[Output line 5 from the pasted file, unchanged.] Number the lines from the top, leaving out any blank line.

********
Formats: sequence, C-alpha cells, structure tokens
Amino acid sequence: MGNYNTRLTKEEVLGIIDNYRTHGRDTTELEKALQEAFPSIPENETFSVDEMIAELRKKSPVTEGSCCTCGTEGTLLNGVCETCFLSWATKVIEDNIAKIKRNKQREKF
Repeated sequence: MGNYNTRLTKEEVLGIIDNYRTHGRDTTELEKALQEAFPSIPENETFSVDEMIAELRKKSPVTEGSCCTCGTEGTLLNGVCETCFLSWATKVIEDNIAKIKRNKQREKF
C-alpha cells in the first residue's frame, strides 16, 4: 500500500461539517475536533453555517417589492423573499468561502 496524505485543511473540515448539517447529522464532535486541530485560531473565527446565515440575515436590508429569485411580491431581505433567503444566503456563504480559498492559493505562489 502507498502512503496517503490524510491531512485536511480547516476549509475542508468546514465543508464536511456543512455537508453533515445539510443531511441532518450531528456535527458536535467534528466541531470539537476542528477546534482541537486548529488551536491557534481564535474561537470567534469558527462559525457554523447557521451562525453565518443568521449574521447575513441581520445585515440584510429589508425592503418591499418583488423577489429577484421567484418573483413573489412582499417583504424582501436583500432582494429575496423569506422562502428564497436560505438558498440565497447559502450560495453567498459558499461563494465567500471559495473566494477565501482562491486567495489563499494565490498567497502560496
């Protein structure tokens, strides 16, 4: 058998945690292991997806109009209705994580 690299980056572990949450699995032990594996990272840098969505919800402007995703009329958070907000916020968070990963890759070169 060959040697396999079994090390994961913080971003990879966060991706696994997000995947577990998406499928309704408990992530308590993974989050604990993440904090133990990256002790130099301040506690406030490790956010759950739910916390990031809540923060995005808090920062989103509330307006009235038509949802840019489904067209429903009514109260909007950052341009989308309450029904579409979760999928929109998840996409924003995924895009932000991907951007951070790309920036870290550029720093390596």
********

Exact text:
């Protein structure tokens, strides 16, 4: 058998945690292991997806109009209705994580 690299980056572990949450699995032990594996990272840098969505919800402007995703009329958070907000916020968070990963890759070169 060959040697396999079994090390994961913080971003990879966060991706696994997000995947577990998406499928309704408990992530308590993974989050604990993440904090133990990256002790130099301040506690406030490790956010759950739910916390990031809540923060995005808090920062989103509330307006009235038509949802840019489904067209429903009514109260909007950052341009989308309450029904579409979760999928929109998840996409924003995924895009932000991907951007951070790309920036870290550029720093390596």